5 Rules Every Writer Should Know

by David Brooks

1990 World Champion of Public Speaking
Austin, Texas

Concise writing--that is, writing that contains no clutter and is clear on the first reading--is a prized commodity in today’s business communication. The volume of information that crosses our desks daily requires us to skim. So if the message you send is not simple, direct, and easily understood by a reader in a hurry, you are failing as an effective business communicator.

Writing simply, however, is not always easy, but it can be learned. Following are five tips that will help you to get your message across effectively.

1 Don’t make the reader work to find your point.
There is a huge difference between reading a novel and a business document. The business reader does not want suspense and will rarely be impressed with intricate or clever wordplay. Instead, write for speed. The principal obstacle you face as a writer is the one-minute barrier. That is, the typical business reader will decide within one minute whether the message is important enough to justify reading on. Consequently, if your principal message is not evident in your opening paragraph, there is a good chance the reader will not find it. Most business readers prefer this simple format: open with your reason for writing, substantiate it with examples and illustrations, and close with a short summary or a call to action.

2 Don’t encourage misunderstanding and confusion.
Mention the word bimonthly and get set for a spirited discussion. Some of your readers will be certain it means “twice a month”; others are positive it means “every other month.” Which is right? Both are-look it up. Who’s right, however, is not the issue. No one wins this argument, because the confusion you caused by using an ambiguous word means your message was lost. Other words, though not ambiguous, are simply misunderstood. Ask ten colleagues to define peruse, for example. Most will say it means “skim” or “scan.” In fact, it means exactly the opposite: “to read carefully or attentively; to scrutinize.” Thus, you failed to make your point because the reader failed to understand. Consequently, both parties lose when your words are precise, but open to misinterpretation.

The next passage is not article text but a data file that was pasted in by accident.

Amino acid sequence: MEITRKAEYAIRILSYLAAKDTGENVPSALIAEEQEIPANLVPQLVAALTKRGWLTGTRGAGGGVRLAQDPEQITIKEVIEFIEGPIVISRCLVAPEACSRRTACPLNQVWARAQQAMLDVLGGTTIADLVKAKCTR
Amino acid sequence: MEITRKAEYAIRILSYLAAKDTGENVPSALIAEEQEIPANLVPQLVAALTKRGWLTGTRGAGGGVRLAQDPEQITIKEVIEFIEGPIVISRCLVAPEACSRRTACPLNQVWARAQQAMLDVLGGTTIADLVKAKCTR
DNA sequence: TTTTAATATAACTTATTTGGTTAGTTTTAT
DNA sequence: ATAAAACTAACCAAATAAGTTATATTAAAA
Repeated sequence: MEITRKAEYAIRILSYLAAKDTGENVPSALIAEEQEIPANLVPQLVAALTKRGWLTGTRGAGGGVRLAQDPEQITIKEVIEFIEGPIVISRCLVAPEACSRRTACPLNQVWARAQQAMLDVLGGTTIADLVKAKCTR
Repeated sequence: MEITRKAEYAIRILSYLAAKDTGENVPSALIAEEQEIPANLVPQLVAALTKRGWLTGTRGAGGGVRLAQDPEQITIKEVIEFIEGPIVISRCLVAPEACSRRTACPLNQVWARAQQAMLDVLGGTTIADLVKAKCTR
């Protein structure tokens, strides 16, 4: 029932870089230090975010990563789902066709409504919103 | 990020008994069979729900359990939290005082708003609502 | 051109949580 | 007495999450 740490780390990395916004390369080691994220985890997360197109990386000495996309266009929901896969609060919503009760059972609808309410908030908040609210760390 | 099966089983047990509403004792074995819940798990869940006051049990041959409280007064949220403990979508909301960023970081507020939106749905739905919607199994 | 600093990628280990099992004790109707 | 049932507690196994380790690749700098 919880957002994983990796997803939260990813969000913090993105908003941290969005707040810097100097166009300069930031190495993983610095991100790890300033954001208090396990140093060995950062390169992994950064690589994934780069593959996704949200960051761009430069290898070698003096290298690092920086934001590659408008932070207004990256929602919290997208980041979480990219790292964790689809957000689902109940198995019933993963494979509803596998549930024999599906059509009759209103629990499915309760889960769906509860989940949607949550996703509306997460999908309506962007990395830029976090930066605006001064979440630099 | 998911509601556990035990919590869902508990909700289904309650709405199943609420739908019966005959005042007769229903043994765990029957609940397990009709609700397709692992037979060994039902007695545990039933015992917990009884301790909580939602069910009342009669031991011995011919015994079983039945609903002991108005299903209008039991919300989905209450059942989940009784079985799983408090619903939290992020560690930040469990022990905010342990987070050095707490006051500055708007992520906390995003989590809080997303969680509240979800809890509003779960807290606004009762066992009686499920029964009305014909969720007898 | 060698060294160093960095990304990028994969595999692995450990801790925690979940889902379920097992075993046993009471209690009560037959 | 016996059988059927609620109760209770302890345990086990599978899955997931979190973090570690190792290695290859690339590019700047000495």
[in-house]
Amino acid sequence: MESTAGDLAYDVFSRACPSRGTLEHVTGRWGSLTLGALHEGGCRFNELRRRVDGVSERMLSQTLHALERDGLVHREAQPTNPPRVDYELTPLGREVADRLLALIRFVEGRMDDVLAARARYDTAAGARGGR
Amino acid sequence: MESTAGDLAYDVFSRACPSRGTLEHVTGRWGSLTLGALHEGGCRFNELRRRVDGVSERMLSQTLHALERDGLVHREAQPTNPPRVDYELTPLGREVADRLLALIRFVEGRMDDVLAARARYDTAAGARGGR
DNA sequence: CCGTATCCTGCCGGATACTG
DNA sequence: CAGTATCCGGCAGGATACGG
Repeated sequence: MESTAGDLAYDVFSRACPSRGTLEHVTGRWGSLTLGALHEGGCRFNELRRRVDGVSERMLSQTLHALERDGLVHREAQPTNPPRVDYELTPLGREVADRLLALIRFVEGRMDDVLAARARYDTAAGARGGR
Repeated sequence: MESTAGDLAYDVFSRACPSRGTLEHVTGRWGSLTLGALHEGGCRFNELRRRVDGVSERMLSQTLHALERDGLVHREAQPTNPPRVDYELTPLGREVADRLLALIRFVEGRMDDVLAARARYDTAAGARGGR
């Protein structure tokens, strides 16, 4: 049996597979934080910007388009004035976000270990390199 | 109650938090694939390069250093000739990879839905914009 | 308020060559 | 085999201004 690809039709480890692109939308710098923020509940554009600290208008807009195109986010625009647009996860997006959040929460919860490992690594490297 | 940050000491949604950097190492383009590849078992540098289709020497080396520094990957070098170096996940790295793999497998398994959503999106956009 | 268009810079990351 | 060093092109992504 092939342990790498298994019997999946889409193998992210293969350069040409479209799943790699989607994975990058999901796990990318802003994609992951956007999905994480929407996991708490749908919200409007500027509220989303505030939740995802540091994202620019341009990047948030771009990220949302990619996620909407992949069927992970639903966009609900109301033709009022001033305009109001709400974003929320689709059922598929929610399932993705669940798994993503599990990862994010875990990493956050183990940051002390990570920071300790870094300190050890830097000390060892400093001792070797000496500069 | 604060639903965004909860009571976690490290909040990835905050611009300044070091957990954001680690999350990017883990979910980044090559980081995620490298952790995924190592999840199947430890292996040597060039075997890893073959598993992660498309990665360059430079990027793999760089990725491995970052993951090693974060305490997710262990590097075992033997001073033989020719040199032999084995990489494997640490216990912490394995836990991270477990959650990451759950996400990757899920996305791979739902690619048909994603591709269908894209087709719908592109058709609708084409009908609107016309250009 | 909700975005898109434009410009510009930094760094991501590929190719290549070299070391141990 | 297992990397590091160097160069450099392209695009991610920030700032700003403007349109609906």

3 Write in a style that reflects your manner of speech.
This is not an authorization for you to write using careless speech patterns, slang, or a substandard conversational style. These are barely tolerable in speech and almost always unacceptable in writing. But writing in your natural speaking style-the style you use in a business conversation-will help you eliminate stuffy, stilted words and phrases that make you sound pretentious. Consider the word per, for example. You have seen it; perhaps you have used it: “Per your request, enclosed is form XY312.” It looks fine on paper because you have seen it so often. But, realistically, would you ever say a stuffy phrase like this: “Per your request, Bob, let’s have lunch”? If that’s how you normally talk, then write that way. Otherwise, apply this rule: If you wouldn’t say it, don’t write it. Read your writing aloud. If what you hear does not reflect your natural manner, tone, or personality, rewrite it.

4 Don’t be intimidated by “the rules.”
Natural, expressive writing can be a difficult process if you concentrate on the dont’s. Do you remember these: Don’t split an infinitive, don’t start a sentence with a conjunction, don’t end a sentence with a preposition, don’t use one-sentence paragraphs, don’t use first-person singular pronouns, and so on? Guess what? They aren’t really rules at all. Every one of the don’ts listed above are do’s in certain circumstances. Take the “preposition at the end of a sentence” rule, for example. Of course, it is not desirable to say or write: “Where is he at?” The preposition “at” is unnecessary, so eliminate it. On the other hand, consider: “This is the report I have been telling you about.” Can you eliminate the preposition “about”? No, but you can rewrite the sentence: “This is the report about which I have been telling you.” But that sounds pretentious. Given such a choice, don’t sweat the dont’s. Instead, let clarity and natural simplicity be your guide.

5 If you can’t be brief, at least be clear.
Somewhere in your schooling you probably encountered a teacher who rewarded you for wordiness. The person who wrote a 20-page research paper obviously put in more work than the person who wrote a five-pager, right? Of course not. Keeping in mind the “one-minute barrier” mentioned in rule number one, remember the value of brevity. Yet, if you have to make a choice between clarity and brevity, clarity should win every time. Thus, if you need two pages to make your point, take two. But before you write more than you absolutely have to, remember Thomas Jefferson’s classic advice: “Never use two words when one will do.”

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Author’s credit:
David Brooks, DTM, won the Toastmasters World Championship of Public Speaking in 1990. Since that time he has coached and/or mentored six subsequent World Champions and dozens of finalists. You may contact him at